Campaign launches to drive up childhood vaccinations in the East Midlands amid growing concerns over falling uptake

The UK Health Security Agency (UKHSA) is launching a new multi-media marketing campaign across England to remind parents and carers of the risk of their children missing out on protection against serious diseases that are re-emerging in the country – with an urgent call to action to catch up on missed vaccinations.
A new NHS vaccination campaign has been launched. Photo: NHS/UKHSAA new NHS vaccination campaign has been launched. Photo: NHS/UKHSA
A new NHS vaccination campaign has been launched. Photo: NHS/UKHSA

The campaign goes live on March 4 with a powerful video advert told from the perspective of children and in their voices.

“Our generation’s risk of illnesses like measles and whooping cough is rising” they tell their parents and carers looking straight into camera - “If we’re not vaccinated, we’re not protected.”

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The campaign comes as the latest weekly update today on measles cases in England shows there have been another 69 cases in the past week, bringing the total number of laboratory confirmed measles cases reported since October 1 2023 to 650, with 31 cases in East Midlands.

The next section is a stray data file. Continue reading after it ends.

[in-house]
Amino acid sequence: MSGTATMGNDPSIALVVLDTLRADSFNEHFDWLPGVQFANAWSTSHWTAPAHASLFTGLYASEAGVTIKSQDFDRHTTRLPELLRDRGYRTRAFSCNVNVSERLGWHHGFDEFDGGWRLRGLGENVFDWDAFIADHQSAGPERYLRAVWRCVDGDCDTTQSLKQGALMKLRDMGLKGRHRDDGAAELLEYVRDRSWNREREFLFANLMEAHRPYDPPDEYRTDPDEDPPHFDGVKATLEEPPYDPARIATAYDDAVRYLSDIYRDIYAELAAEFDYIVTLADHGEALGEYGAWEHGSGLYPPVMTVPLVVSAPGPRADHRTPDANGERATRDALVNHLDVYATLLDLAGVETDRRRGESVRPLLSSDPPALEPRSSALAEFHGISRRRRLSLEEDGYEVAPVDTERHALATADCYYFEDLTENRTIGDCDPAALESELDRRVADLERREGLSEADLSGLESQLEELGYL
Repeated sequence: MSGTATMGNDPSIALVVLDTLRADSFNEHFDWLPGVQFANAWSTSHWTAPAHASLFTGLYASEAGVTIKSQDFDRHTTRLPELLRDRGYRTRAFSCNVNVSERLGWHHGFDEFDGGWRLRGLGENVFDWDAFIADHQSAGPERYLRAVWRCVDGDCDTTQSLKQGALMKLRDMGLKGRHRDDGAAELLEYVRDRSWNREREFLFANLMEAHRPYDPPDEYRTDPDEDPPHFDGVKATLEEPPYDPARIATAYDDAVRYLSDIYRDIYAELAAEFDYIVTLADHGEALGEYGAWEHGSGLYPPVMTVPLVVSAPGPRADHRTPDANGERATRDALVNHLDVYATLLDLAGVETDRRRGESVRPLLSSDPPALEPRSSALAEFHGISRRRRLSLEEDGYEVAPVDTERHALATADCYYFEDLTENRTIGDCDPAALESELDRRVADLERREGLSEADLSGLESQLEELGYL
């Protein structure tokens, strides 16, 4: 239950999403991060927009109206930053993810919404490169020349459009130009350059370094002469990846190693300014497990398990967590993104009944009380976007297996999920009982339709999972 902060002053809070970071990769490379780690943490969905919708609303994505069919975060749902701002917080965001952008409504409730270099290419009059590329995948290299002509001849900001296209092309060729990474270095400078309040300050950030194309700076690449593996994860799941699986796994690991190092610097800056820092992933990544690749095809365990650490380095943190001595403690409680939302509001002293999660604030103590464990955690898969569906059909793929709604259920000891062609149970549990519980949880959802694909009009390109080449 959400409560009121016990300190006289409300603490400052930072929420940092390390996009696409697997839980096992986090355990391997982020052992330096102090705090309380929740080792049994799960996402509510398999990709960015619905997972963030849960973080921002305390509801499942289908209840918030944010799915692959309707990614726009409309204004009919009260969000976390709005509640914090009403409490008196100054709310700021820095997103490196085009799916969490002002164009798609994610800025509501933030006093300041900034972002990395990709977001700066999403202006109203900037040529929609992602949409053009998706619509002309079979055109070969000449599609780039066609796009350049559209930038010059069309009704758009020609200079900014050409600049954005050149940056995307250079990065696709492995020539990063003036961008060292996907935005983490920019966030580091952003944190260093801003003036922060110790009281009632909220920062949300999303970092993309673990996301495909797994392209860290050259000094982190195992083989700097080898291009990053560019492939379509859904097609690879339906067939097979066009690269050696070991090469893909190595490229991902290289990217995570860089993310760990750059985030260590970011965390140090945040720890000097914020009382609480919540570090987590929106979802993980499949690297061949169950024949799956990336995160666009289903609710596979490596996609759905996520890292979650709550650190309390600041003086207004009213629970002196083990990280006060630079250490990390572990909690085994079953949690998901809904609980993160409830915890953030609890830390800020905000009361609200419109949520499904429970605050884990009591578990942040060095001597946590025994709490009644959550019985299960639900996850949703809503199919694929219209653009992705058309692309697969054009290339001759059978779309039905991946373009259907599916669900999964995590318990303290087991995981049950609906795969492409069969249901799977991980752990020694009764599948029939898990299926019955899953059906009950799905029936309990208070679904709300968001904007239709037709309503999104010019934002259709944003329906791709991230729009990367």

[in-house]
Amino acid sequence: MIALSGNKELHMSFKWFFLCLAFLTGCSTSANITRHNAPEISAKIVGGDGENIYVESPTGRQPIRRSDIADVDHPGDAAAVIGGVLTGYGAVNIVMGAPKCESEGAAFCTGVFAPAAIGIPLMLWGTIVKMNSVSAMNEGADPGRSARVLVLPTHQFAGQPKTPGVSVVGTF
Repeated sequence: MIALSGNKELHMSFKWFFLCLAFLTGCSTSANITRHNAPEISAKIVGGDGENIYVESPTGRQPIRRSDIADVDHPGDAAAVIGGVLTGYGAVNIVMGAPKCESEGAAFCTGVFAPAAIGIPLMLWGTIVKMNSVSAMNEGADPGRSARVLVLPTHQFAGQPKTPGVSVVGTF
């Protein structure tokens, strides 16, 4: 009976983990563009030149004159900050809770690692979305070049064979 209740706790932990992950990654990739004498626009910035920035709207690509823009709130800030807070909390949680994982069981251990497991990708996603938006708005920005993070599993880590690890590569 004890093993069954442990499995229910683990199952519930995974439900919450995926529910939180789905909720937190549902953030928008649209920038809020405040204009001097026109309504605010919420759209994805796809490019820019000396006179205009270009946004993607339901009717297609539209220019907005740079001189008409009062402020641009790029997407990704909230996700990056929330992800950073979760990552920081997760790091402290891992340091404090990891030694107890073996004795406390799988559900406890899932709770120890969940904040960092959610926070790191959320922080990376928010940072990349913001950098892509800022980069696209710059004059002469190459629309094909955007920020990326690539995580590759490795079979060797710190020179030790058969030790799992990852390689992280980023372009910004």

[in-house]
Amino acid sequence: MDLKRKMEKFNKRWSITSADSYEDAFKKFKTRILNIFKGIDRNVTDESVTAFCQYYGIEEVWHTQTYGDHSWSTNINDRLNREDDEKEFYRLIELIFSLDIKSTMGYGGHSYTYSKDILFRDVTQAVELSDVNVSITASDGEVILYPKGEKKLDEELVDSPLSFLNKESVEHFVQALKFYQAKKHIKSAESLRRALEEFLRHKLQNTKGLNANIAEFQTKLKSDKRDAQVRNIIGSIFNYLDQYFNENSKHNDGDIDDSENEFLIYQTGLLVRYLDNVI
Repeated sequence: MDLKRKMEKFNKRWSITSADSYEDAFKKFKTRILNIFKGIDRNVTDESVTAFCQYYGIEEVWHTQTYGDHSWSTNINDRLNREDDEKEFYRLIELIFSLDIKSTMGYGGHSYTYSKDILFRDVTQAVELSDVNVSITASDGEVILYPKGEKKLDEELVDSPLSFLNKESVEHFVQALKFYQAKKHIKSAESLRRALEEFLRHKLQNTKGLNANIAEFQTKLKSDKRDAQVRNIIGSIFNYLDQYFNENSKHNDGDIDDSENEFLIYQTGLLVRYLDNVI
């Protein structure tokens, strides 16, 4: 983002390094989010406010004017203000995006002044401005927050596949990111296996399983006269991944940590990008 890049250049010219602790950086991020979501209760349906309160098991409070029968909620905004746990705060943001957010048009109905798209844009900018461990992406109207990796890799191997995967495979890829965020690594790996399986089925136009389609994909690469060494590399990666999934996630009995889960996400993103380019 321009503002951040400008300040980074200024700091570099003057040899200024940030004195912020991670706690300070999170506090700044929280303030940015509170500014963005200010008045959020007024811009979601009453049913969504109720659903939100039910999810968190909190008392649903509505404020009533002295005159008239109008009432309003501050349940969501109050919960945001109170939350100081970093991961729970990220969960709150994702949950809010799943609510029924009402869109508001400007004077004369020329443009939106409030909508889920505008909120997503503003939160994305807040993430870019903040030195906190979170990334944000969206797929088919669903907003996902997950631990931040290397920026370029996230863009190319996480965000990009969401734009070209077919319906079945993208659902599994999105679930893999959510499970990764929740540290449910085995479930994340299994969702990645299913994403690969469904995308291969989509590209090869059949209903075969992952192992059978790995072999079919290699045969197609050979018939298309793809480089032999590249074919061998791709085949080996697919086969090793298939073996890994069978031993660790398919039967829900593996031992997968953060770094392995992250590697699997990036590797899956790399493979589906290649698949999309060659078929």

In the four weeks since January 29 2024, there have been 183 newly confirmed cases, with the highest number of cases reported in the West Midlands 43 per cent (79/183). During this period all regions have had confirmed cases, 19 per cent of cases have been (34/183) in the North West, 14 per cent (26/183) in London, 10 per cent (18/183) in the East Midlands and eight per cent (15/183) in Yorkshire and The Humber.

Uptake levels of childhood vaccines offered through the routine NHS vaccination programme in England have been falling over the past decade across all vaccines, including whooping cough, measles, mumps and rubella, polio, meningitis and diphtheria - with England no longer having the levels of population immunity recommended by WHO that is needed to prevent outbreaks. Crucially, lower vaccine uptake within communities is directly linked to wider health inequalities.